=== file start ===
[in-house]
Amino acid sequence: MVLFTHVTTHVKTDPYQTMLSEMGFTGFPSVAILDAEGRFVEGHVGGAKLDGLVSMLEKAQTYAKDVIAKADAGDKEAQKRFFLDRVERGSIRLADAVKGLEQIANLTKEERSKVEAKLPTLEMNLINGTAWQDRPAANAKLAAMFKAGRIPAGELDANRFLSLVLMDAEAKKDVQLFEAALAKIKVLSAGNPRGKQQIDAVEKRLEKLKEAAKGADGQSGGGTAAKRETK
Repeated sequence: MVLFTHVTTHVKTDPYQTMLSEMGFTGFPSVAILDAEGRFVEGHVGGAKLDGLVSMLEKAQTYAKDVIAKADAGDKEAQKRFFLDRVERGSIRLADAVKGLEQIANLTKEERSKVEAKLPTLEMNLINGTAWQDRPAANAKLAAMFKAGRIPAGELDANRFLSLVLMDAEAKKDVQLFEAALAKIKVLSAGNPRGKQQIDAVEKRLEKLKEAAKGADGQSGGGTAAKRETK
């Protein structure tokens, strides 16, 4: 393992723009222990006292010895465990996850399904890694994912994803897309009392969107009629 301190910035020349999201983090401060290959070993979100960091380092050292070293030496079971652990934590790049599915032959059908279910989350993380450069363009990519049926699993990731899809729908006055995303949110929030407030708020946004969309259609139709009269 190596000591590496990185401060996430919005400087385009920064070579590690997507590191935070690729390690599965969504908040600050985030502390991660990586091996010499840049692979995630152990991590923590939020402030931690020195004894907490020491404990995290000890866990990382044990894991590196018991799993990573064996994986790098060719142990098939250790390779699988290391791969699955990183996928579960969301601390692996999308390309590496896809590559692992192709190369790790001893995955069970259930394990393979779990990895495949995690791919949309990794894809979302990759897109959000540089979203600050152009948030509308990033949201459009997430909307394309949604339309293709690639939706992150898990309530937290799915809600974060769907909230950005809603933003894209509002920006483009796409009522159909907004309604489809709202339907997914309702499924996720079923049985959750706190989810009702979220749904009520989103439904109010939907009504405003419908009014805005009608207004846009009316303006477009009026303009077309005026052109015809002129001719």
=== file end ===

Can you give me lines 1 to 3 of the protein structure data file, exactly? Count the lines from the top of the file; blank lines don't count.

[in-house]
Amino acid sequence: MVLFTHVTTHVKTDPYQTMLSEMGFTGFPSVAILDAEGRFVEGHVGGAKLDGLVSMLEKAQTYAKDVIAKADAGDKEAQKRFFLDRVERGSIRLADAVKGLEQIANLTKEERSKVEAKLPTLEMNLINGTAWQDRPAANAKLAAMFKAGRIPAGELDANRFLSLVLMDAEAKKDVQLFEAALAKIKVLSAGNPRGKQQIDAVEKRLEKLKEAAKGADGQSGGGTAAKRETK
Repeated sequence: MVLFTHVTTHVKTDPYQTMLSEMGFTGFPSVAILDAEGRFVEGHVGGAKLDGLVSMLEKAQTYAKDVIAKADAGDKEAQKRFFLDRVERGSIRLADAVKGLEQIANLTKEERSKVEAKLPTLEMNLINGTAWQDRPAANAKLAAMFKAGRIPAGELDANRFLSLVLMDAEAKKDVQLFEAALAKIKVLSAGNPRGKQQIDAVEKRLEKLKEAAKGADGQSGGGTAAKRETK